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ENCePP Guide on Methodological Standards in Pharmacoepidemiology

 

12.2. Data quality frameworks

Large electronic data sources such as electronic health care records, insurance claims data and administrative data have opened up new opportunities for investigators to rapidly conduct pharmacoepidemiological studies and clinical trials in real-world health care settings and with a large number of subjects. A concern is that these data have not been collected systematically for research on the utilisation, safety or effectiveness of medicinal products, which could affect the validity, reliability and reproducibility of the investigation. Several data quality frameworks have been developed to understand the strengths and limitations of the data to answer a research question, the impact they may have on the study results and the decision to be taken to complement the available data. The dimensions covered by these frameworks overlap with sometimes different terms used for the same dimensions and different levels of details. Quality Control Systems for Secondary Use Data (2022) lists the domains addressed in several of them.

 

Several data quality frameworks have been published. The European Health Data Space Data Quality Framework (2022) of the Towards European Health Data Space (TEHDAS) project has defined six dimensions deemed the most important ones at data source level: reliability, relevance, timeliness, coherence, coverage and completeness. Kahn’s A Harmonized Data Quality Assessment Terminology and Framework for the Secondary Use of Electronic Health Record Data (eGEMs. 2016;4(1):1244) describes a framework with three data quality categories: Conformance (with sub-categories of Value, Relational Conformance and Computational Conformance), Completeness, and Plausibility (with sub-categories of Uniqueness, Atemporal Plausibility and Temporal Plausibility). These categories are applied in two contexts: Verification and Validation. This framework is used by the US National Patient-Centered Clinical Research Network (PCORnet), with an additional component, Persistence, and the Observational Health Data Science and Informatics (OHDSI) network. Based on this framework, the Data Analytics chapter of the Book of OHDSI (2021) provides an automated tool performing the data quality checks in databases conforming to the OMOP common data model. Increasing Trust in Real-World Evidence Through Evaluation of Observational Data Quality (J Am Med Inform Assoc. 2021;28(10):2251-7) describes an open source R package that executes and summarises over 3,300 data quality checks in databases available in OMOP.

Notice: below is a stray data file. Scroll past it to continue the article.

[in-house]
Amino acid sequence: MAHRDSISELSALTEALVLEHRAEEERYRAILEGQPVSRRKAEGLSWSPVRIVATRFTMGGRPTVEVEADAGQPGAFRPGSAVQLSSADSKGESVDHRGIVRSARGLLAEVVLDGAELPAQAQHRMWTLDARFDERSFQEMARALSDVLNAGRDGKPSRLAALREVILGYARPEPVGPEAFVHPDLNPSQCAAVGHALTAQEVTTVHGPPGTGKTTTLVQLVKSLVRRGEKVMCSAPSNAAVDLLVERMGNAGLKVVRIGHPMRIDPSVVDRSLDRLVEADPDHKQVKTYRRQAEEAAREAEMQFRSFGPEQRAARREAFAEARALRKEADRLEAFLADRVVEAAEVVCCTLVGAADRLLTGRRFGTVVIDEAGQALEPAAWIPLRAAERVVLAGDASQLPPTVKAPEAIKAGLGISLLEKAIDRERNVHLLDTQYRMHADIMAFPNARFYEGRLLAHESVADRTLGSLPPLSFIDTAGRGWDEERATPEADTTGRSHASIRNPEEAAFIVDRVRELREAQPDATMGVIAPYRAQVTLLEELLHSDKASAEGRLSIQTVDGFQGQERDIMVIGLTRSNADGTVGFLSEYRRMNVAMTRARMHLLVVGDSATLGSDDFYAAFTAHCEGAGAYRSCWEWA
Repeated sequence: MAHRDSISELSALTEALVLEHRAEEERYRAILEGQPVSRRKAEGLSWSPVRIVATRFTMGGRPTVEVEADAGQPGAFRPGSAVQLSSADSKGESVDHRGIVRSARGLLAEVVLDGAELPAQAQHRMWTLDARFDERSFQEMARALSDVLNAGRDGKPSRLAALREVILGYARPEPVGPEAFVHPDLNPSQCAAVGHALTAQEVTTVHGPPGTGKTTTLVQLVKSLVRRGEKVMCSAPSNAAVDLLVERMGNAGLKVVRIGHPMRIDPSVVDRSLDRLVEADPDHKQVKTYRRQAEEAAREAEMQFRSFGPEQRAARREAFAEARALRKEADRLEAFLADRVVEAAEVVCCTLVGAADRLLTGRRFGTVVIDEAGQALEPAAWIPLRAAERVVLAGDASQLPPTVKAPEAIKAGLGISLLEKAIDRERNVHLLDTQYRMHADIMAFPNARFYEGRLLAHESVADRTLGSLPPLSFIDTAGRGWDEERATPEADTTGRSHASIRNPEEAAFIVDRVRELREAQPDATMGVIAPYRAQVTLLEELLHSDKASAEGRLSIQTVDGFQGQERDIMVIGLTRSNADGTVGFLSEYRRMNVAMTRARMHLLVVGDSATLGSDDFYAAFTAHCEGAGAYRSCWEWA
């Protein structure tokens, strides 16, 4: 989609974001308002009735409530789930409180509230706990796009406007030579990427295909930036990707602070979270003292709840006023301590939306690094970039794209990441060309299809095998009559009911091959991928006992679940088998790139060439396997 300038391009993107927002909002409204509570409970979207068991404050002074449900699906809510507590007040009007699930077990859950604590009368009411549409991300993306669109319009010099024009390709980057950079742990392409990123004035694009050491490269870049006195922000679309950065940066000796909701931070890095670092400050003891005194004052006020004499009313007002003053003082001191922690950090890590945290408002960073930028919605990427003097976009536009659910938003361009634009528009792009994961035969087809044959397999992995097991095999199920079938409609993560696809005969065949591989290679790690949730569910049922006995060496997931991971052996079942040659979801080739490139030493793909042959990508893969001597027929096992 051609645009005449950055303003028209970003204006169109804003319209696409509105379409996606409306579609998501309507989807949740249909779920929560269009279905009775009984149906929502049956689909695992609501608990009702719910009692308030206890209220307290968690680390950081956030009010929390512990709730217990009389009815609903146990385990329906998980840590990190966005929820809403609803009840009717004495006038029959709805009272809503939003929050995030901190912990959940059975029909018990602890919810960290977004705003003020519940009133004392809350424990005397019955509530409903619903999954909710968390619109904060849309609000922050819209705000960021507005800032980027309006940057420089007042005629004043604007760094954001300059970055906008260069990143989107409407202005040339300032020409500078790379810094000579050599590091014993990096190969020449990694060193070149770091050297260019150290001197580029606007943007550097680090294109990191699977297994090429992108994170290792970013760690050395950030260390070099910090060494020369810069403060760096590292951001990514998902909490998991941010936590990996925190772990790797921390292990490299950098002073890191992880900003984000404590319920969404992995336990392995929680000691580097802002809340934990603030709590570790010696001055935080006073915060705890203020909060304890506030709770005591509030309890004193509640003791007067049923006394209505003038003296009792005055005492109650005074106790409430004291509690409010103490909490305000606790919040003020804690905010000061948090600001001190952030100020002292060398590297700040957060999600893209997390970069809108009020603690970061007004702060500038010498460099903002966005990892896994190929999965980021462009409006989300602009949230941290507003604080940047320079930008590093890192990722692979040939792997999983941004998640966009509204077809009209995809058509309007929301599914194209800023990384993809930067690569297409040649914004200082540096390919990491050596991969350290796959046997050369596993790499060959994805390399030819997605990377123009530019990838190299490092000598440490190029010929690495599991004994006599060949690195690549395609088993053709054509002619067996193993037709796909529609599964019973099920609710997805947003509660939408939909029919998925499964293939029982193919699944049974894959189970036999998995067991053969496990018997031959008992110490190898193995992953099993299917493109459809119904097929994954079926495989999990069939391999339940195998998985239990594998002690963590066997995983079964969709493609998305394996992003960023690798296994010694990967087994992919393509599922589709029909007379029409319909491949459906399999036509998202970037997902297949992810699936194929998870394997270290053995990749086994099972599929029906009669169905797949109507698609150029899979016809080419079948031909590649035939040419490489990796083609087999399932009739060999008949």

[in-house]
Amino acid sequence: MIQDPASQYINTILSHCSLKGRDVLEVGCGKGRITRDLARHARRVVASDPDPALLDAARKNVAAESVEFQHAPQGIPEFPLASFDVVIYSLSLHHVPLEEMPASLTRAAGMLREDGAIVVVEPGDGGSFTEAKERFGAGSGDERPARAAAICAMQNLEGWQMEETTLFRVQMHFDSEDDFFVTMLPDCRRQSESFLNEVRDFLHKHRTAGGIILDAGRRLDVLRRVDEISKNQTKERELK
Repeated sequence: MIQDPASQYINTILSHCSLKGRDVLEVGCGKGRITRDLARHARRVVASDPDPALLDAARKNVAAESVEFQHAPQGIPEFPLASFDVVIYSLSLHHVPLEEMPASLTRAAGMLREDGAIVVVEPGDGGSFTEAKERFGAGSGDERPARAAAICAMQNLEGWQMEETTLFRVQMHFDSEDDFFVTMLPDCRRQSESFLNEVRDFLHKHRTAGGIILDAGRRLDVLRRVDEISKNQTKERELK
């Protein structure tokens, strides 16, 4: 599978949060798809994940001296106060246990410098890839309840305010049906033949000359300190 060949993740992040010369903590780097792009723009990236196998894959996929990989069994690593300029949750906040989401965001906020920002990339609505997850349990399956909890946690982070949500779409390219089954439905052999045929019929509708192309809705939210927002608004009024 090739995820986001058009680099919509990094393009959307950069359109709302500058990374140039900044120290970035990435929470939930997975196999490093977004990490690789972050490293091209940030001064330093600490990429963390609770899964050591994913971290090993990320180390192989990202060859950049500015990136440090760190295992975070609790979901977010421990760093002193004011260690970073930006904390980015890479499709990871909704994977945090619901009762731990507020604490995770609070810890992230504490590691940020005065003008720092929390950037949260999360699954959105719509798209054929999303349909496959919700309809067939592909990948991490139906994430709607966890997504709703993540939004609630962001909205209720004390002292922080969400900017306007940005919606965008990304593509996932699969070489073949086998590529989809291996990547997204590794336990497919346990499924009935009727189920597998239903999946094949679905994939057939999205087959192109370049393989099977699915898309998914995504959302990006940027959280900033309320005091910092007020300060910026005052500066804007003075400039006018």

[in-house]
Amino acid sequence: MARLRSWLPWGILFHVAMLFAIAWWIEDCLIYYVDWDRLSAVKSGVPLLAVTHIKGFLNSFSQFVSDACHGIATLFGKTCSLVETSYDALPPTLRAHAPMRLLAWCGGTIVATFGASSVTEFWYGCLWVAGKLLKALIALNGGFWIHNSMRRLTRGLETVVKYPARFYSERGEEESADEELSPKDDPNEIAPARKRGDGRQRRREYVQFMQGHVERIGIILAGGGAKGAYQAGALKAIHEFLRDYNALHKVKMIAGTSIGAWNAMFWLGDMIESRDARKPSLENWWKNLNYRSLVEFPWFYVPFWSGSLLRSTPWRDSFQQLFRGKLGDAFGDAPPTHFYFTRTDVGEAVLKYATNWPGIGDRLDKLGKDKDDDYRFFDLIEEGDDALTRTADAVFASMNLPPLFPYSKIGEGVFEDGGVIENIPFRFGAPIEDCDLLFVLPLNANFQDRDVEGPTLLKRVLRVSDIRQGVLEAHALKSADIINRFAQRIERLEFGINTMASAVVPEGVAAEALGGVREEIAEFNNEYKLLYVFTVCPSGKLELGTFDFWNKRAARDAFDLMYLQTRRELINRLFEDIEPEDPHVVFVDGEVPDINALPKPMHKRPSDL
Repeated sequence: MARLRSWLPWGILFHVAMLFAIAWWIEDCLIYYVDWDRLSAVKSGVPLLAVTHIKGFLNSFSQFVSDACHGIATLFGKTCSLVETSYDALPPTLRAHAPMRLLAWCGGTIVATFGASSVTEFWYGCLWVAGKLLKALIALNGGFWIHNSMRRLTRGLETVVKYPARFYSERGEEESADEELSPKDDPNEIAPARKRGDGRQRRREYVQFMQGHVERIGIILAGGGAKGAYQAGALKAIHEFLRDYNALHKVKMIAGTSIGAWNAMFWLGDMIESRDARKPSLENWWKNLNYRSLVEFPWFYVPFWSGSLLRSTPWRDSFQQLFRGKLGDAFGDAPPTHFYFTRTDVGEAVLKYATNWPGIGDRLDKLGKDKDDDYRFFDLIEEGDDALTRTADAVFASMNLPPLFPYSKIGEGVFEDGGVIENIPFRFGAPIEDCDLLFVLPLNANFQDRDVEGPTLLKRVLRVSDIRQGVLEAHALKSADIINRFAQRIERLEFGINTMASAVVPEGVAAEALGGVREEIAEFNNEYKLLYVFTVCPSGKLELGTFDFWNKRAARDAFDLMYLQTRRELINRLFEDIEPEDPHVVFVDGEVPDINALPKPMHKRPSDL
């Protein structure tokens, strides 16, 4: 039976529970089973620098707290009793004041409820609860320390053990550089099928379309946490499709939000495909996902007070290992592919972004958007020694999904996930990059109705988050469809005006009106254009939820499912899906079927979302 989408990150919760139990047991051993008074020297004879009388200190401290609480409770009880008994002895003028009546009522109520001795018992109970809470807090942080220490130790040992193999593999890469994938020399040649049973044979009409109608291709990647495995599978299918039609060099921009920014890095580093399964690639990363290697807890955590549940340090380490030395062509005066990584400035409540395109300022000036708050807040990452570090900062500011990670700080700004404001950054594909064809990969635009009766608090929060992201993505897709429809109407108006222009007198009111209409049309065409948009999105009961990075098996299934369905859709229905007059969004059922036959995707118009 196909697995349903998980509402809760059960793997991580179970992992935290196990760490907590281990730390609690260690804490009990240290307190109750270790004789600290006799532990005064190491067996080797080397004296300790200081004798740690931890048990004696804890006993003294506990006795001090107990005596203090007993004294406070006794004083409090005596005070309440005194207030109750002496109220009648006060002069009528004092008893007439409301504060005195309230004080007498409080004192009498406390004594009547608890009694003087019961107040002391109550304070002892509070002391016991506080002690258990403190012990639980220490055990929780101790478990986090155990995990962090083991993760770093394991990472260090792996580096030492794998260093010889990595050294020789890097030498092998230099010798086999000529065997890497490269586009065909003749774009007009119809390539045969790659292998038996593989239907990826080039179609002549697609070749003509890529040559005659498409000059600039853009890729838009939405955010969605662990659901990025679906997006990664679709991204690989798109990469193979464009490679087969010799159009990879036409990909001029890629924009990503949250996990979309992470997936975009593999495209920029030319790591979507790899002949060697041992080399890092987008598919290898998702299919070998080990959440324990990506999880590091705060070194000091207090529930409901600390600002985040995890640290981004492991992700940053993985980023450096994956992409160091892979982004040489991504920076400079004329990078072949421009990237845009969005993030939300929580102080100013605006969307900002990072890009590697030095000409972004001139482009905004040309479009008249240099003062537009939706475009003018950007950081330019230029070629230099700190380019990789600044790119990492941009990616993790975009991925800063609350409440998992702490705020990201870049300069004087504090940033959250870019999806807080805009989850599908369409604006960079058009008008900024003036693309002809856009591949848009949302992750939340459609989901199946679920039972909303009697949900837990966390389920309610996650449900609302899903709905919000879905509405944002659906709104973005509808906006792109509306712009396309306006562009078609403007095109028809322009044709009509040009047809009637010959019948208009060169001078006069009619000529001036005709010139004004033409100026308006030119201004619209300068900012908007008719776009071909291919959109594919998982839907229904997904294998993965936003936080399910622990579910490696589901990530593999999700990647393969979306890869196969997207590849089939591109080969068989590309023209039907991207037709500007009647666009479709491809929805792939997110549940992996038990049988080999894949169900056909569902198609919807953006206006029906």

Duke-Margolis Center’s Characterizing RWD Quality and Relevancy for Regulatory Purposes (2018) and Determining Real-World Data’s Fitness for Use and the Role of Reliability (2019) specify that determining if a real-world dataset is fit-for-regulatory-purpose is a contextual exercise, as a data source that is appropriate for one purpose may not be suitable for other evaluations. A real-world dataset should be evaluated as fit-for-purpose if, within the given clinical and regulatory context, it fulfils two dimensions: Data Relevancy (including Availability of key data elements, Representativeness, Sufficient subjects and Longitudinality) and Data Reliability with two aspects: Data Quality (Validity, Plausibility, Consistency, Conformance and Completeness) and Accrual.

 

Real-World Data for Regulatory Decision Making: Challenges and Possible Solutions for Europe (Clin Pharmacol Ther. 2019;106(1):36-9) describes four criteria for acceptability of RWE for regulatory purposes: Derived from data source of demonstrated good quality, Valid (internal and external), Consistent and Adequate.

 

Data quality frameworks have been described for specific types of data sources and specific objectives. For example, the EMA’s Guideline on Registry-based studies (2021) describes four quality components for use of patient registries (mainly disease registries) for regulatory purposes: Consistency, Completeness, Accuracy and Timeliness. A roadmap to using historical controls in clinical trials – by Drug Information Association Adaptive Design Scientific Working Group (DIA-ADSWG) (Orphanet J Rare Dis. 2020;15:69) describes the main sources of RWD to be used as historical controls, with an Appendix providing guidance on factors to be evaluated in the assessment of the relevance of RWD sources and resultant analyses.

 

Algorithms have been proposed to identify fit-for-purpose data to address research questions. For example, The Structured Process to Identify Fit-For-Purpose Data: A Data Feasibility Assessment Framework (Clin Pharmacol Ther. 2022;111(1):122-34) aims to complement FDA’s framework for real-world evidence with a structured and detailed stepwise approach for the identification and feasibility assessment of candidate data sources for a specific study. Whilst such approach should be recommended, the complexity of some of these algorithms may discourage their use in practice. The experience will show to which extent they can support the validity and transparency of study results and ultimately the level of confidence in the evidence provided. It is also acknowledged that many investigators simply use the data source(s) they have access to and are familiar with.

 

 

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